No candidate for president since 1960 has won an election without carrying Ohio. Obama captured the state by four points in 2008, 51 to 47 percent, over Sen. John McCain.
Polls show Obama is in a close race with Romney in Ohio, leading him 48 to 42 percent in an NBC/Marist poll from mid-May but neck and neck, 45 to 44 percent, in a Quinnipiac University poll in the state just a week earlier.
Some Democrats, pointing to recent focus groups and polling data, worried publicly this week that Obama's pitch on progress in the economy isn't resonating with voters in key states, leaving him politically vulnerable and at risk of appearing out of touch. There are also concerns in some circles that attacks on Romney's record in private equity and as governor are not sticking well enough.
White House and campaign officials insist that their game plan is working and will succeed over the long haul. They frequently note the president has high public opinion ratings on empathy with Americans who are struggling financially. And they say he has presented detailed legislative proposals that would immediately put more workers back on the job.
"The problem here isn't the president's campaign staff and message he's put together, it's the economy that he inherited and is working hard to fix," said former White House aide and senior Priorities USA strategist Bill Burton.
"Some of the brightest minds in politics work for President Obama. They won a historic election, guided through groundbreaking legislation, and are aware of the stiff political head winds that the president faces right now," Burton said. "I have no doubt they will endure more criticism, but that's just because that's what Democrats do. We complain -- loudly and frequently. I'd be worried if it weren't happening."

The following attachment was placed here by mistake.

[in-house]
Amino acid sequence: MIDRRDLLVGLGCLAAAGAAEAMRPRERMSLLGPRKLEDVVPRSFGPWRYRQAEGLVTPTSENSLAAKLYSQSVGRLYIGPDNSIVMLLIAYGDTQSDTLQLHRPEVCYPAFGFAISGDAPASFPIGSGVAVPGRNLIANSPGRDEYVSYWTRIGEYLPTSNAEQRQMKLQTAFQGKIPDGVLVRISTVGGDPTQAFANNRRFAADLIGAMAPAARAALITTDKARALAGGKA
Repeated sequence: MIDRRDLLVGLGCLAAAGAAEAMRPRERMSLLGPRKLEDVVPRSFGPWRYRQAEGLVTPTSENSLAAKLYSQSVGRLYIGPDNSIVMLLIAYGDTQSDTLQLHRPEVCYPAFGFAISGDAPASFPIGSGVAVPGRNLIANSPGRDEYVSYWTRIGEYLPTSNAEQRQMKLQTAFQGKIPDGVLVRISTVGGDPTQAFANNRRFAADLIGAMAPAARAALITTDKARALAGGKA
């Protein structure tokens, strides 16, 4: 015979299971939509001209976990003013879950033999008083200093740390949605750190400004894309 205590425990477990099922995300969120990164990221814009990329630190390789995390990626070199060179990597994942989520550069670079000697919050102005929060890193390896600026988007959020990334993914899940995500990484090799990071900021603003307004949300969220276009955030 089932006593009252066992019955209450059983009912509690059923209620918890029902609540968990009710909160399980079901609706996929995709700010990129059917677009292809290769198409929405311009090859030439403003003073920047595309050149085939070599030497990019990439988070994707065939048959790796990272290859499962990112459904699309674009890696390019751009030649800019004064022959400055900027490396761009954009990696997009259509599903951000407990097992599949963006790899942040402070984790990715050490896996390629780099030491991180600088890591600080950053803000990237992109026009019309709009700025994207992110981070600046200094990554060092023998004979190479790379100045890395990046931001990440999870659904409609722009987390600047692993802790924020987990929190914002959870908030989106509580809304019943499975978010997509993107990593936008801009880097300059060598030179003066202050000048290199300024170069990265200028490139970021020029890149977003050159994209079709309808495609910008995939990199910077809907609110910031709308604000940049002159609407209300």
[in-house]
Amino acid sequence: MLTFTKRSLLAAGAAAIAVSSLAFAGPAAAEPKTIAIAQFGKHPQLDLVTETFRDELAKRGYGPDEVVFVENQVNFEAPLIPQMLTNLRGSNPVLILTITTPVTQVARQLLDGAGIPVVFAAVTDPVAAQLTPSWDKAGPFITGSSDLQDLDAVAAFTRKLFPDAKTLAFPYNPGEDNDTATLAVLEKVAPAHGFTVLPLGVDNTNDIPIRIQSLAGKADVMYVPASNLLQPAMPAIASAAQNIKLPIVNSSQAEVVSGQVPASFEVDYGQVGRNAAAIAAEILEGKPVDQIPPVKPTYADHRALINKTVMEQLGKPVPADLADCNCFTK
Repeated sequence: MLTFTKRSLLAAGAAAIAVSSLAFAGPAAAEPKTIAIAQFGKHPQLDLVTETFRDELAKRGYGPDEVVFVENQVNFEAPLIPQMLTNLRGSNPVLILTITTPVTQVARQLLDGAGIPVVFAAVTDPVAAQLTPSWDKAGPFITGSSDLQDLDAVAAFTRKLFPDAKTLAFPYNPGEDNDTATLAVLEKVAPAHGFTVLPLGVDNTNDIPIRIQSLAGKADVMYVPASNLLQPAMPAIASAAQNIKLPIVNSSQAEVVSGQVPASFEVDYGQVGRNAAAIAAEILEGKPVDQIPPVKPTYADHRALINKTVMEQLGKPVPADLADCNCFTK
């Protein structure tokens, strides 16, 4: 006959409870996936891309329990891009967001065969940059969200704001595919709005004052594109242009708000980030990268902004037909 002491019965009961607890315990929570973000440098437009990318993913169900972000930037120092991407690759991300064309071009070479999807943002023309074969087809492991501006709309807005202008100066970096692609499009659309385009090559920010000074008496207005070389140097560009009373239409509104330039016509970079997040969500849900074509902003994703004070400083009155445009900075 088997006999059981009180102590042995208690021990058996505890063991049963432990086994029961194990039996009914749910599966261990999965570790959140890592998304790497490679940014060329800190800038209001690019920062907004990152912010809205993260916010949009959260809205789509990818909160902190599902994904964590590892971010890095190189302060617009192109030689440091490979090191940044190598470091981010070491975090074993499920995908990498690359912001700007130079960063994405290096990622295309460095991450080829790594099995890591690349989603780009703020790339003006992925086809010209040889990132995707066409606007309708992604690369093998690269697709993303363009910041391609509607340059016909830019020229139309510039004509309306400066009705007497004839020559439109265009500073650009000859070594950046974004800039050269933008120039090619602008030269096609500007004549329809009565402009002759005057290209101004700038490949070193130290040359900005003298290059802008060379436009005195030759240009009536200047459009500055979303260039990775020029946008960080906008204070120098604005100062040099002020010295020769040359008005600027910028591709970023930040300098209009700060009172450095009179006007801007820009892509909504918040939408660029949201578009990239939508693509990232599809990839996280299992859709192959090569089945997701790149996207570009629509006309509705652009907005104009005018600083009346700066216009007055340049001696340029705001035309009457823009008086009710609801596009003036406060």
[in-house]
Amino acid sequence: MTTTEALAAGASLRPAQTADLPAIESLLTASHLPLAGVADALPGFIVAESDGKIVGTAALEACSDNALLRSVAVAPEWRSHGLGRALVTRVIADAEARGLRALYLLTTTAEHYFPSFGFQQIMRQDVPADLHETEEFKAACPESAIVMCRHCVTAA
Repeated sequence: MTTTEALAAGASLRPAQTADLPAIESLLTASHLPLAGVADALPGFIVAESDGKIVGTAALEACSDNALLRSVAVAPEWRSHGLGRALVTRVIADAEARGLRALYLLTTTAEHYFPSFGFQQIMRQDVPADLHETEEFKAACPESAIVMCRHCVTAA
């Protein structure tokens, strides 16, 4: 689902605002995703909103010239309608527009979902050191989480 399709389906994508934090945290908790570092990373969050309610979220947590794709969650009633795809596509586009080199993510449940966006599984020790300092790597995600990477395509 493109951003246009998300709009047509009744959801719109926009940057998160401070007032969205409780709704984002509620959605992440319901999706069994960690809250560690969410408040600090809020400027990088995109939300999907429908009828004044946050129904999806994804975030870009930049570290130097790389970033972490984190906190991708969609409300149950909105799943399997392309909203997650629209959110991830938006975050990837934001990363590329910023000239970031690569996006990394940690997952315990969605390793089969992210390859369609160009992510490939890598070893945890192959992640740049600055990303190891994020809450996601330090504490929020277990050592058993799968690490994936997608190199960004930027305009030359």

With chances slim that the nation's economic picture will improve dramatically by November, strategists say Obama must more forcefully convince voters that Romney is an unacceptable alternative in the Oval Office, regardless of their personal financial situations.
Still, a new ABC News/Washington Post poll found the president faces deep skepticism about his economic plans less than five months before election day. Fifty-four percent of swing-voting independents see Obama's economic plans negatively, with just 38 percent holding a positive view.
Romney also has a negative rating on his economic plans, but by a smaller margin -- 47 to 35 -- with more undecided voters. The dynamic affords Romney an opening to make his case and win support in the weeks ahead.
Overall, Americans respond negatively rather than positively to Obama's economic proposals by 50-43 percent, and to Romney's by 47-37 percent. The poll, conducted June 6-10, has a margin of error of 3.5 percentage points.
"What can they say, what can he do? Congress won't pass anything that he puts out there; the House will barely consider it. They're not going to help Obama. They're delighted he's in the situation he's in," said Larry Sabato, a political analyst and director of the University of Virginia's Center for Politics, of Obama's economic plans.
White House allies and veterans of Democratic presidential campaigns insist there is no reason for panic and still plenty of time for Obama to make his case.
"If this was a baseball game, the Obama team would still be winning by a couple runs in the fifth inning," said Simon Rosenberg, president of the New Democrat Network and member of Bill Clinton's 1992 campaign team, citing electoral map and recent polling data in swing states. "And they may have not scored more runs in the fifth, but they're still winning the game."